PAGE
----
Emiliano Rocha Minter – Tenemos la carne AKA We Are the Flesh (2016)

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In what seems to be a post-apocalyptic world, a grubby middle-aged man goes about the business of survival in a derelict building. His solitary, wordless existence changes with the arrival of two ragged, starving young people. The older man, Christic, diabolical and off his head, feeds them eggs along with subversive thoughts, which recognize no conventional moral boundaries, until the boy – reluctantly – and the girl – readily – let go of all inhibitions and interdictions to descend into a lawless, frantic, primal state of blood and lust… Continue reading

Mitl Valdez – Los confines (1987)

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Mitl Valdez’s film Los confines (1987) is an adaptation of several works of fiction by the Mexican author Juan Rulfo. The director chose to adapt two short stories (“Talpa” and “¡Diles que no me maten!”) and an episode from the author’s first novel, Pedro Páramo. Valdez’s intent was to “capturar el sentido” of the Jaliscan author or, in other words, to remain faithful to certain elements of his writing while adjusting them to the filmic medium. Continue reading

Gust Van den Berghe – Lucifer (2014)

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On his downfall from Heaven to Hell, Lucifer passes through the earthly paradise, a village in Mexico, where elderly Lupita and her granddaughter Maria live. Lupita’s brother Emanuel pretends he’s paralyzed so he can drink and gamble while the two women tend to the sheep. Lucifer senses an opportunity and plays the miraculous healer. He forces Emanuel to walk again, seduces Maria and makes Lupita doubt about her faith. He didn’t bring bad luck, he only illuminated the line between good and evil, where it didn’t exist before. Continue reading

Luis Buñuel – Nazarín AKA Nazarin (1959)

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Quote:
Acclaimed director Luis Buñuel displays several of his trademark interests in this drama about a priest who leaves his order. The director´s disdain for organized religion and the establishment, as well as his tendency to shock through visual imagery, are both apparent. Nazarin (Francisco Rabal) is the priest who leaves his order and decides to go on a pilgrimage. As he goes along subsisting on alms, he shelters a prostitute wanted by the police for murder. He is released from suspicion and she eventually catches up with him when she escapes imprisonment. Another woman joins the duo and soon the ex-priest is learning more about the human heart and suffering than when he wore robes. As for the shocking scenes, suffice to say the ravages of a plague are also shown. ~ Eleanor Mannikka, Rovi Continue reading

Luis Buñuel – Simón del desierto AKA Simon of the Desert [+Extra] (1965)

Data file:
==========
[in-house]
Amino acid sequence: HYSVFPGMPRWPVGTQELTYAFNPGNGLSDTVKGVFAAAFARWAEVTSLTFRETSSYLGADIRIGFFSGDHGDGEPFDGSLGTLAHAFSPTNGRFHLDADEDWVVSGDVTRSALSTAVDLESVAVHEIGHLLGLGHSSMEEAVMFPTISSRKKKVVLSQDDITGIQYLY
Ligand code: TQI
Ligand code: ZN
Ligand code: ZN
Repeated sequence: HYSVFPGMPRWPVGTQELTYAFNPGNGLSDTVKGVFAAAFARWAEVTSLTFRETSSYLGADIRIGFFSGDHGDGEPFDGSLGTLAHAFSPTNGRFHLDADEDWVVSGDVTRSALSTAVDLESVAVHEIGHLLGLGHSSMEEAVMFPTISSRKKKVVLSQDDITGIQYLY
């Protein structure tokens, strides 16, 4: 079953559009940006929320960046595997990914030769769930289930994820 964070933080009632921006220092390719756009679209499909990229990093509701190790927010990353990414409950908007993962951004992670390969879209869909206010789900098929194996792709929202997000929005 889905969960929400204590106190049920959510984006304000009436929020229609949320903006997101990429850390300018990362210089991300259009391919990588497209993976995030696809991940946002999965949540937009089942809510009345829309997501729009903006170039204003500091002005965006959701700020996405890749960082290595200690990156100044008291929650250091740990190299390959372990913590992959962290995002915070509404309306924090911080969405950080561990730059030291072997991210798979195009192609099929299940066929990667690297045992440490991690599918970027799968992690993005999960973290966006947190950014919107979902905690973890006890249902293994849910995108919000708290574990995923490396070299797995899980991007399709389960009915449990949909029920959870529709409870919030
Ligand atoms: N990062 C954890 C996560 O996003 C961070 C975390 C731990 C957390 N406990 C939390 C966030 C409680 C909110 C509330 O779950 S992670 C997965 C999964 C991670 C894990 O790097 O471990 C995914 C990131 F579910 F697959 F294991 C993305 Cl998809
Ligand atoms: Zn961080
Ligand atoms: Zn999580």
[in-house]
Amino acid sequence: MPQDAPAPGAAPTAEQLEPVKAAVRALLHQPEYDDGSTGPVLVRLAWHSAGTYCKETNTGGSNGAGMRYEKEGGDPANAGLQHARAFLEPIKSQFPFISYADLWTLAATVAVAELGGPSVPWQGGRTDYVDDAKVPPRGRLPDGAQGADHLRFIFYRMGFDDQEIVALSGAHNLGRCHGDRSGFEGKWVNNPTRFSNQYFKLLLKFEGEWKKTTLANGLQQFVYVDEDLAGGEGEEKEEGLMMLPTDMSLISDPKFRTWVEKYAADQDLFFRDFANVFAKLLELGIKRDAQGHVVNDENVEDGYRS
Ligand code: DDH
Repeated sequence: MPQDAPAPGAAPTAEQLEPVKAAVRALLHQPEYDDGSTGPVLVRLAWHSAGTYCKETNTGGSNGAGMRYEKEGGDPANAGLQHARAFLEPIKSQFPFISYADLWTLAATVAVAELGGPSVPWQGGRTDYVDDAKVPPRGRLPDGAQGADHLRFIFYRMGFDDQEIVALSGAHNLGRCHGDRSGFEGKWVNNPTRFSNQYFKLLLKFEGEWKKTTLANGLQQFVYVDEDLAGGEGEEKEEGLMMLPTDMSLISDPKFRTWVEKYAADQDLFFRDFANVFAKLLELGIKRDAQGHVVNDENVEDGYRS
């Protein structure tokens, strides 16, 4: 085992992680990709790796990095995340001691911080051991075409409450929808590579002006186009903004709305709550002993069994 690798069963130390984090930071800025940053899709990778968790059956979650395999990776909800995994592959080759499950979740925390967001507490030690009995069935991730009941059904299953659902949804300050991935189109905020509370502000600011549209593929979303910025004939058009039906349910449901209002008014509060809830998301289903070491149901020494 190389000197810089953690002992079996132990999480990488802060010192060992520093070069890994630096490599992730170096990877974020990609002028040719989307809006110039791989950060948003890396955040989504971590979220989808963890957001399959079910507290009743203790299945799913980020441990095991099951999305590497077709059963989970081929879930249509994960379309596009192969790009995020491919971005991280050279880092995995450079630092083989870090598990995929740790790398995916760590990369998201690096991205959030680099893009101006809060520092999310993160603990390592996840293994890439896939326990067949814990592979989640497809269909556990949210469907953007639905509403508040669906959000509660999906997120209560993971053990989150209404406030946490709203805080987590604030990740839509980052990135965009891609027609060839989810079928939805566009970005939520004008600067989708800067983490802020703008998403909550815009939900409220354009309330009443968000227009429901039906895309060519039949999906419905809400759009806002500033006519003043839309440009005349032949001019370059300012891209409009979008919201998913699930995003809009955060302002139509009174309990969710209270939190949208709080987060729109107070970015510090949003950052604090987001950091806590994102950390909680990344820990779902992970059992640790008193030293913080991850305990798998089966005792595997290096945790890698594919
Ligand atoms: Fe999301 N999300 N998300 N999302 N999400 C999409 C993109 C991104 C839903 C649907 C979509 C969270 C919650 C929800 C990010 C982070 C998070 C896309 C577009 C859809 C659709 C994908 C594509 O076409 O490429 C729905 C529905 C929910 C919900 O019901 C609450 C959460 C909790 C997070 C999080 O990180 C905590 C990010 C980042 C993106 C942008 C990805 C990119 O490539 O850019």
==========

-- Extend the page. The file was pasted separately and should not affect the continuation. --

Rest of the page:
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Quote:
Simon of the Desert is Luis Buñuel’s wicked and wild take on the life of devoted ascetic Saint Simeon Stylites, who waited atop a pillar surrounded by a barren landscape for six years, six months, and six days, in order to prove his devotion to God. Yet the devil, in the figure of the beautiful Silvia Pinal, huddles below, trying to tempt him down. A skeptic’s vision of human conviction, Buñuel’s short and sweet satire is one of the master filmmaker’s most renowned works of surrealism. Continue reading

Fernando de Fuentes – Vámonos con Pancho Villa! AKA Let’s Go With Pancho Villa [+extra] (1936)

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Synopsis:
Six hearty fellows in the tiny hamlet of San Pablo decide to join the revolutionary army of Pancho Villa. The Federales have already put a price on the head of young Miguel Ángel del Toro (Ramón Vallarino), and the others rush to join up under the unofficial leadership of Don Tiburcio Maya (Antonio R. Frausto), a farmer who leaves behind a wife and two small children. They boast that they are known as ‘The Lions’ when they meet Francisco ‘Pancho’ Villa (Domingo Soler); he makes them lieutenants and encourages them to live up to their claim. The six fight fiercely, lead assaults and pull off major coups like riding right up to an enemy machine gun and dragging it off with a lasso. This crazy do-or-die spirit results in a slow attrition of their numbers. The surviving three are promoted to Major but Don Tiburcio begins to feel that they’ve contributed enough to the slaughter, even if the devil-may-care jokester Melitón Botello (Manuel Tamés) feels compelled to tampt fate through stupid tests of manhood. The Revolution uses up good men, with little reward but empty glory.
— Glenn Erickson. Continue reading